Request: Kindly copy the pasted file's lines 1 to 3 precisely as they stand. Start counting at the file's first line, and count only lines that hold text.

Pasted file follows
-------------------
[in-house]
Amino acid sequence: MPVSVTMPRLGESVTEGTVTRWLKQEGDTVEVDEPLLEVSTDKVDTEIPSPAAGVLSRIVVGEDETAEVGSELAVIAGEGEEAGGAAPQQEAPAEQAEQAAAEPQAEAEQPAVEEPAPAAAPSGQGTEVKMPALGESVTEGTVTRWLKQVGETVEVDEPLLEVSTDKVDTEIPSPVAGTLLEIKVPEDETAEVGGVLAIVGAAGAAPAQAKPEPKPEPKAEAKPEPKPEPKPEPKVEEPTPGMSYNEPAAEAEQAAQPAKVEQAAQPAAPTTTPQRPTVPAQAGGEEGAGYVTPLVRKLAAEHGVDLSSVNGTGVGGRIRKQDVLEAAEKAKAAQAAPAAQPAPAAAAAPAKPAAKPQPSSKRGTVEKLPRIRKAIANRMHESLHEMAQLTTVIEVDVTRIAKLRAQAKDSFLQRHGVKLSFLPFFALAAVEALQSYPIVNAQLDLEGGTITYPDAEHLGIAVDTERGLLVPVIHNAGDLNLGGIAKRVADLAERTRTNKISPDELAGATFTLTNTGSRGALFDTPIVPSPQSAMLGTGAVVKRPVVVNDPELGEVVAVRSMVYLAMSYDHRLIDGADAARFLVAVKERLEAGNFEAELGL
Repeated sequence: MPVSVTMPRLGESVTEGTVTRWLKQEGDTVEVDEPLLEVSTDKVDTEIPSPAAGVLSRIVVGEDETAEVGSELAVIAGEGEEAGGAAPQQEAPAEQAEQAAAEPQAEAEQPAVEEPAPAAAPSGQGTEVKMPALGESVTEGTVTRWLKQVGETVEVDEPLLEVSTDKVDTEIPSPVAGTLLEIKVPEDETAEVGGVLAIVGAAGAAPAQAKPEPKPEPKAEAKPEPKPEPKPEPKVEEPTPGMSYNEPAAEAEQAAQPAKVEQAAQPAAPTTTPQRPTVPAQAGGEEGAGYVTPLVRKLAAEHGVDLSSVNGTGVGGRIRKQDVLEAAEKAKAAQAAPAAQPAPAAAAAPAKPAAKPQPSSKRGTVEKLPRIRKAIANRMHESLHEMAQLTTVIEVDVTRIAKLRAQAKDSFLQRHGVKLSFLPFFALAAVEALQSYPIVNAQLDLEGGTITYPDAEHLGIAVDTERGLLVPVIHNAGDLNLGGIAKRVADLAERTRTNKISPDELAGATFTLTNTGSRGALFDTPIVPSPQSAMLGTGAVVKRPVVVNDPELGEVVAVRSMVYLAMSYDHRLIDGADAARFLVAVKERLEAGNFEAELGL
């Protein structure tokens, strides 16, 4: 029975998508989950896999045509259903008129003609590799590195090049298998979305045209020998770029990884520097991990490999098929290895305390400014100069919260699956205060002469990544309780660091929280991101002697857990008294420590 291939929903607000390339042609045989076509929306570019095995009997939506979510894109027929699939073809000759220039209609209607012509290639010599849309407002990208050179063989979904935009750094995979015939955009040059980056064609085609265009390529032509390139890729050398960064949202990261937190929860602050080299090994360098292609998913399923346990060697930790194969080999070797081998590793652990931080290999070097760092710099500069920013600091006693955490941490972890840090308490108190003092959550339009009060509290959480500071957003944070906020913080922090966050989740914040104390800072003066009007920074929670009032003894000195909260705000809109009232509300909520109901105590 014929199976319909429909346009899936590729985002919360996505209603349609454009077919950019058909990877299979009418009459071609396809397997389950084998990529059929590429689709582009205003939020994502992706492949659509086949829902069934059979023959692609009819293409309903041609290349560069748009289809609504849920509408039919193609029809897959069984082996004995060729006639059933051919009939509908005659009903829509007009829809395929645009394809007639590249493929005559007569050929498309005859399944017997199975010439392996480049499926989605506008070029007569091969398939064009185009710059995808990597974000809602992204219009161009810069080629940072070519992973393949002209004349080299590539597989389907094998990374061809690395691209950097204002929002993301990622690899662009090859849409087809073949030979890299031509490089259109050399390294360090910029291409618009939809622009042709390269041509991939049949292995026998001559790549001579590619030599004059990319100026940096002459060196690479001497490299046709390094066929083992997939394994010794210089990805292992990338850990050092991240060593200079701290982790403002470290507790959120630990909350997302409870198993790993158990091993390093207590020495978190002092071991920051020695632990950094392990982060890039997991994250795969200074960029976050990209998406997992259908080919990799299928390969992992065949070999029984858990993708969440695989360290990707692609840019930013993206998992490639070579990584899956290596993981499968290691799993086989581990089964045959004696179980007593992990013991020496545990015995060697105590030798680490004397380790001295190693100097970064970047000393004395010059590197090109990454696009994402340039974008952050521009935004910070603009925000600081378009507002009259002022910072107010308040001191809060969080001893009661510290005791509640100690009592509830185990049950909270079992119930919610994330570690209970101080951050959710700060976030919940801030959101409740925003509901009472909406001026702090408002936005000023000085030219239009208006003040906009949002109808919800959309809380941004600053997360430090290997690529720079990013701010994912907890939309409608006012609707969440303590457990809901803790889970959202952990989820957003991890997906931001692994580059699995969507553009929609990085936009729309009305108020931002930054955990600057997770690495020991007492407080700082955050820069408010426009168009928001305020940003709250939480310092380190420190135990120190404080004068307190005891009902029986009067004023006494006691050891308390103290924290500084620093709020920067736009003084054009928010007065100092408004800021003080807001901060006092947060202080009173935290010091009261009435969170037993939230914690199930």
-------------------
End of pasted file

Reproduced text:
[in-house]
Amino acid sequence: MPVSVTMPRLGESVTEGTVTRWLKQEGDTVEVDEPLLEVSTDKVDTEIPSPAAGVLSRIVVGEDETAEVGSELAVIAGEGEEAGGAAPQQEAPAEQAEQAAAEPQAEAEQPAVEEPAPAAAPSGQGTEVKMPALGESVTEGTVTRWLKQVGETVEVDEPLLEVSTDKVDTEIPSPVAGTLLEIKVPEDETAEVGGVLAIVGAAGAAPAQAKPEPKPEPKAEAKPEPKPEPKPEPKVEEPTPGMSYNEPAAEAEQAAQPAKVEQAAQPAAPTTTPQRPTVPAQAGGEEGAGYVTPLVRKLAAEHGVDLSSVNGTGVGGRIRKQDVLEAAEKAKAAQAAPAAQPAPAAAAAPAKPAAKPQPSSKRGTVEKLPRIRKAIANRMHESLHEMAQLTTVIEVDVTRIAKLRAQAKDSFLQRHGVKLSFLPFFALAAVEALQSYPIVNAQLDLEGGTITYPDAEHLGIAVDTERGLLVPVIHNAGDLNLGGIAKRVADLAERTRTNKISPDELAGATFTLTNTGSRGALFDTPIVPSPQSAMLGTGAVVKRPVVVNDPELGEVVAVRSMVYLAMSYDHRLIDGADAARFLVAVKERLEAGNFEAELGL
Repeated sequence: MPVSVTMPRLGESVTEGTVTRWLKQEGDTVEVDEPLLEVSTDKVDTEIPSPAAGVLSRIVVGEDETAEVGSELAVIAGEGEEAGGAAPQQEAPAEQAEQAAAEPQAEAEQPAVEEPAPAAAPSGQGTEVKMPALGESVTEGTVTRWLKQVGETVEVDEPLLEVSTDKVDTEIPSPVAGTLLEIKVPEDETAEVGGVLAIVGAAGAAPAQAKPEPKPEPKAEAKPEPKPEPKPEPKVEEPTPGMSYNEPAAEAEQAAQPAKVEQAAQPAAPTTTPQRPTVPAQAGGEEGAGYVTPLVRKLAAEHGVDLSSVNGTGVGGRIRKQDVLEAAEKAKAAQAAPAAQPAPAAAAAPAKPAAKPQPSSKRGTVEKLPRIRKAIANRMHESLHEMAQLTTVIEVDVTRIAKLRAQAKDSFLQRHGVKLSFLPFFALAAVEALQSYPIVNAQLDLEGGTITYPDAEHLGIAVDTERGLLVPVIHNAGDLNLGGIAKRVADLAERTRTNKISPDELAGATFTLTNTGSRGALFDTPIVPSPQSAMLGTGAVVKRPVVVNDPELGEVVAVRSMVYLAMSYDHRLIDGADAARFLVAVKERLEAGNFEAELGL